Start Date

9-4-2021 1:30 PM

End Date

9-4-2021 2:45 PM

Disciplines

History

Subjects

Anne Louise Bénédicte de Bourbon (duchesse du Maine : 1676-1753), Nobility -- France -- History, France -- Court and courtiers -- History, France -- History -- Louis XIV (1643-1715), France -- History -- Louis XV (1715-1774), France -- History -- Bourbons (1589-1789)

Description

This paper examines how the French princess Louise Bénédicte de Bourbon, duchesse du Maine (1676–1753), the wife of Louis XIV’s illegitimate son, the duc du Maine, established an exclusive court at her château de Sceaux beginning in the year 1700 that challenged the centralized cultural system of the French monarchical state. Located twenty kilometers away from the rigid and controlling political center of Versailles, the court of the duchesse du Maine subverted social norms by inventing and performing parodies of court protocols, chivalric orders, emblems, and other forms of monarchical imagery. In a time and place where women were both legally and socially barred from holding positions of authority, the duchesse du Maine created a parallel world in which she was the sovereign, presiding over a court of important political, cultural, and intellectual figures, including the philosopher Voltaire. By considering the significance of this subversive court culture in the context of the factional divisions and dynastic crises emerging in the last years of Louis XIV’s reign, this paper will show how the seemingly frivolous aristocratic divertissements of the duchesse du Maine and her circle were informed by political, social, and dynastic ambitions that would culminate in a conspiracy to overthrow the French regent, Philippe d’Orléans, in 1718.

PART OF SESSION 3B. FAMILY AND GENDER:

Comment: Marie Stango, Idaho State University
Chair: Jennifer Kerns, Portland State University

Jordan D. Hallmark, Portland State University, graduate student
“Parody, Performance, and Conspiracy in Early Eighteenth-Century France: The Subversive Court of Louise Bénédicte de Bourbon, Daughter-in-Law of the Sun King (1700–1718)”

Richard Merrell, Seattle University, undergraduate student
“The Kings Have Daddy Issues: Masculinity and Generational Kingship of the Plantagenet Dynasty”

Amanda Mills, Western Washington University, undergraduate student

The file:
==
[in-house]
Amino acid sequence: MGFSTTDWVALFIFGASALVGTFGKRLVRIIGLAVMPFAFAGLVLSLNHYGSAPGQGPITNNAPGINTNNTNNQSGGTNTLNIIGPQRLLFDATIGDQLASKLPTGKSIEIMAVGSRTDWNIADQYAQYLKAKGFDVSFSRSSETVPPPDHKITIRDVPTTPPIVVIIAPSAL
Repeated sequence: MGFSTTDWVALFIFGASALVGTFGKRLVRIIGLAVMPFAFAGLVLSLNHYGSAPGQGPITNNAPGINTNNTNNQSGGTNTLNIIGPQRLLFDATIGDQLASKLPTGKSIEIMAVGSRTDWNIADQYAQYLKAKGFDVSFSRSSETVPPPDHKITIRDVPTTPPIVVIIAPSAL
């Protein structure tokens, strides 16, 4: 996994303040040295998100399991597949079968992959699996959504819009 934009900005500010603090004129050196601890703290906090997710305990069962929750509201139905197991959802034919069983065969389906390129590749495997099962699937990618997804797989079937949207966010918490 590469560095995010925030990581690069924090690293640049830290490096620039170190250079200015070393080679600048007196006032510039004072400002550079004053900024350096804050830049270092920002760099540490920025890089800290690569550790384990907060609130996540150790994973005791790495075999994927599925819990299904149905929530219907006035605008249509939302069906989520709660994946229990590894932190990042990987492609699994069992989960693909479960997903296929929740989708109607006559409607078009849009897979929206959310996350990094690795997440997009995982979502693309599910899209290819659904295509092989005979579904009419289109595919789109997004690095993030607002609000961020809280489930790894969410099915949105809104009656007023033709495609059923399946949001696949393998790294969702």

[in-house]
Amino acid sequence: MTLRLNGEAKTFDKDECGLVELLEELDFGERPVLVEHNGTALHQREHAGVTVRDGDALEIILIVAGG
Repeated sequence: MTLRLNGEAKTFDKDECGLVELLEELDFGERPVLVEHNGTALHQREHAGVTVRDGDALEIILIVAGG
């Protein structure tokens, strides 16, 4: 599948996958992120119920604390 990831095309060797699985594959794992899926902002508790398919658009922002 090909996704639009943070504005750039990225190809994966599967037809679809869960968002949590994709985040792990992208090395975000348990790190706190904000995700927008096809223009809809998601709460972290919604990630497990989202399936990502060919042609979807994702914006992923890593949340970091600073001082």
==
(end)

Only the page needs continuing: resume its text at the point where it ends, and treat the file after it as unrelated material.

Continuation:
“Before Menstruation: The Upholding and Downfall of Child Marriage in India”

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Persistent Identifier

https://archives.pdx.edu/ds/psu/35229

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Apr 9th, 1:30 PM Apr 9th, 2:45 PM

Parody, Performance, and Conspiracy in Early Eighteenth-Century France: The Subversive Court of Louise Bénédicte de Bourbon, Daughter-in-Law of the Sun King (1700–1718)

This paper examines how the French princess Louise Bénédicte de Bourbon, duchesse du Maine (1676–1753), the wife of Louis XIV’s illegitimate son, the duc du Maine, established an exclusive court at her château de Sceaux beginning in the year 1700 that challenged the centralized cultural system of the French monarchical state. Located twenty kilometers away from the rigid and controlling political center of Versailles, the court of the duchesse du Maine subverted social norms by inventing and performing parodies of court protocols, chivalric orders, emblems, and other forms of monarchical imagery. In a time and place where women were both legally and socially barred from holding positions of authority, the duchesse du Maine created a parallel world in which she was the sovereign, presiding over a court of important political, cultural, and intellectual figures, including the philosopher Voltaire. By considering the significance of this subversive court culture in the context of the factional divisions and dynastic crises emerging in the last years of Louis XIV’s reign, this paper will show how the seemingly frivolous aristocratic divertissements of the duchesse du Maine and her circle were informed by political, social, and dynastic ambitions that would culminate in a conspiracy to overthrow the French regent, Philippe d’Orléans, in 1718.

PART OF SESSION 3B. FAMILY AND GENDER:

Comment: Marie Stango, Idaho State University
Chair: Jennifer Kerns, Portland State University

Jordan D. Hallmark, Portland State University, graduate student
“Parody, Performance, and Conspiracy in Early Eighteenth-Century France: The Subversive Court of Louise Bénédicte de Bourbon, Daughter-in-Law of the Sun King (1700–1718)”

Richard Merrell, Seattle University, undergraduate student
“The Kings Have Daddy Issues: Masculinity and Generational Kingship of the Plantagenet Dynasty”

Amanda Mills, Western Washington University, undergraduate student
“Before Menstruation: The Upholding and Downfall of Child Marriage in India”